Senate Reform: Bert Brown apologizes/explains
Bert Brown spent a large part of the 1980s and 1990s, ploughing Es into his field to advocate for Senate reform. Now he's a bona fide senator and he's finding, hey, Senate reform isn't as easy as you think!
Minutes ago, Senator Brown issued the statement below to explain why his benefactor, Prime Minister Harper, has had to, uh, reverse himself on all that Senate-reform talk of old. Put simply, it's the fault of a) the provinces b) the Liberals c) the opposition as a whole d) that damn coalition last year.
The important thing to know, though, is that it's not Harper's fault. Well done, Bert! You've earned your salary today.
Statement from Hon. BERT BROWN, Senator (AB)
OTTAWA - In lieu of speculation in recent media about upcoming Senate appointments, Canada's only elected Senator, Bert Brown, today issued the following statement:
Having spent over 26 years fighting for Senate reform and having had many frank discussions with Prime Minister Harper on the subject, I wish to clarify a few misconceptions about why Senate seats are being filled.
You will recall that Prime Minister Harper began his mandate by working for two years on reform of the Senate without making any patronage appointments. From 2006 to 2008 he gave the Provinces & Territories a time-limited opportunity to introduce legislation (or so called Senatorial Selection Acts) to elect their Senators democratically.
In 2008, I travelled on behalf of the Prime Minister to deliver that message personally to every Premier`s office in every Province and Territory in Canada. This was my third national trip related to Senate reform but my first on behalf of a Prime Minister who was serious about and committed to real reform.
Many of the Provinces and Territories were interested in our
proposal and in bringing democratic choice to Canadians.
When the Prime Minister appointed eighteen Senators last year, he did so for two main reasons. The first is the Senate had become dysfunctional as a result of the political imbalance in the chamber. With 58 Liberal Senators and only 20 Conservatives (that`s close to three-to-one) the functions of the Senate and its various committees was becoming logistically impossible.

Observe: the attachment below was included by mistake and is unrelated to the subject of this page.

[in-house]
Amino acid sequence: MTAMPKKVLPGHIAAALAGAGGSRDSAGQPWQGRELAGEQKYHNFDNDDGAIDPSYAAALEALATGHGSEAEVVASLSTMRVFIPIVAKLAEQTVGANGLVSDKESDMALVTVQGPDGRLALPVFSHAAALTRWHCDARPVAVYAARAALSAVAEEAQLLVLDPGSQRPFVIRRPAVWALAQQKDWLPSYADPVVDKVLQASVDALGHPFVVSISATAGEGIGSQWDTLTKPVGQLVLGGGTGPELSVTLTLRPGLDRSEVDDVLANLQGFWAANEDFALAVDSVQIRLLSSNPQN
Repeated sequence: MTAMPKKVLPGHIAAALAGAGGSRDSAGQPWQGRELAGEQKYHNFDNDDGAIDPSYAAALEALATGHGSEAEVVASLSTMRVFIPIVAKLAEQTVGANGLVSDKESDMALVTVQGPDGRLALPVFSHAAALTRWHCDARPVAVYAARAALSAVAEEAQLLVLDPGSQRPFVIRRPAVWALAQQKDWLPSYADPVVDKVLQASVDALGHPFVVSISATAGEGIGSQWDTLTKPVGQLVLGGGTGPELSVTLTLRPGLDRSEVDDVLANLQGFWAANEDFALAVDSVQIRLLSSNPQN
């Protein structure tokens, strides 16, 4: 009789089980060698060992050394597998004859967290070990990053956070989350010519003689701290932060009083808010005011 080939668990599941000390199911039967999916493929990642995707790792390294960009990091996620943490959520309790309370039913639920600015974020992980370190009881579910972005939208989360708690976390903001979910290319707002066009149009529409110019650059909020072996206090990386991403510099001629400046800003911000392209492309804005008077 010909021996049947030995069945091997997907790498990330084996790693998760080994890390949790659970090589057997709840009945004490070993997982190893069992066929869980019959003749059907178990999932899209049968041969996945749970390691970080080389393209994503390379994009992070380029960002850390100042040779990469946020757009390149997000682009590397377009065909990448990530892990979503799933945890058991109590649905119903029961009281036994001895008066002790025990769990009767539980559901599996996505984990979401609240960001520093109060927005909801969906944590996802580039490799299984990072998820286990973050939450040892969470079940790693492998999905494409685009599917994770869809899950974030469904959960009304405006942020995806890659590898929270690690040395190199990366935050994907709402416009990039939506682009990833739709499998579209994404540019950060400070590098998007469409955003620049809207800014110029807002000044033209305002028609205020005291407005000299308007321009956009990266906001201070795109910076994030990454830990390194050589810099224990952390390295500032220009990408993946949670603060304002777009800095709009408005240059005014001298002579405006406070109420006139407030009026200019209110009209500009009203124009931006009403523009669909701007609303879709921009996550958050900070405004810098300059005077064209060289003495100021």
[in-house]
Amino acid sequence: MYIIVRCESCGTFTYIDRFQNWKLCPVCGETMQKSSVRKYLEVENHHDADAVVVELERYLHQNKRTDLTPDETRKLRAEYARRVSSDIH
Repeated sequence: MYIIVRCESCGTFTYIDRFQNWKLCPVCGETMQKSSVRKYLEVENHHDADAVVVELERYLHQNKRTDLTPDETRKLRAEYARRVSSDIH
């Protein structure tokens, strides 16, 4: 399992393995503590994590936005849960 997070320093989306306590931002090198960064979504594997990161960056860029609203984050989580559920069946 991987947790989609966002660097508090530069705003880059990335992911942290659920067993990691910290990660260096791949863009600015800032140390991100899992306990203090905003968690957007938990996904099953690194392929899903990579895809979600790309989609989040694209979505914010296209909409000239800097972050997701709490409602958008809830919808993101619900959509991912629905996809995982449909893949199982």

The second reason was the threat of the coalition. The notion that the opposition could have continued to stack the Senate with its own loyalists pushing the ratio of Liberals to Conservatives to four-to-one was unacceptable, not to mention the prospect of having Separatists sitting in the Senate. If the coalition had succeeded, we knew that the opposition would have quickly filled the existing vacancies.
Its important to point out that in a minority government scenario, the support of two opposition parties is required to pass legislation. The NDP is against any progressive reform of the Senate and wishes it abolished, the Bloq does not believe in reform, and the Liberals consider the Senate a place of sinecure and reward for their loyalists in other words, the other parties do not support change. This is all to say that the Prime Minister simply cannot pass real reform measures through the House of Commons: he simply doesnt have the votes there to make it happen.
This brings me to my final, perhaps most important point. Within less than a year Canadians will finally see a Conservative majority in the Senate. This will be the first real opportunity, in over 140 years, for elected Senate legislation to be introduced in our Parliament and passed. Since all new Senators are required to support our reform measures, and with a majority who believe in and support real reform, we will finally have the votes to make it happen.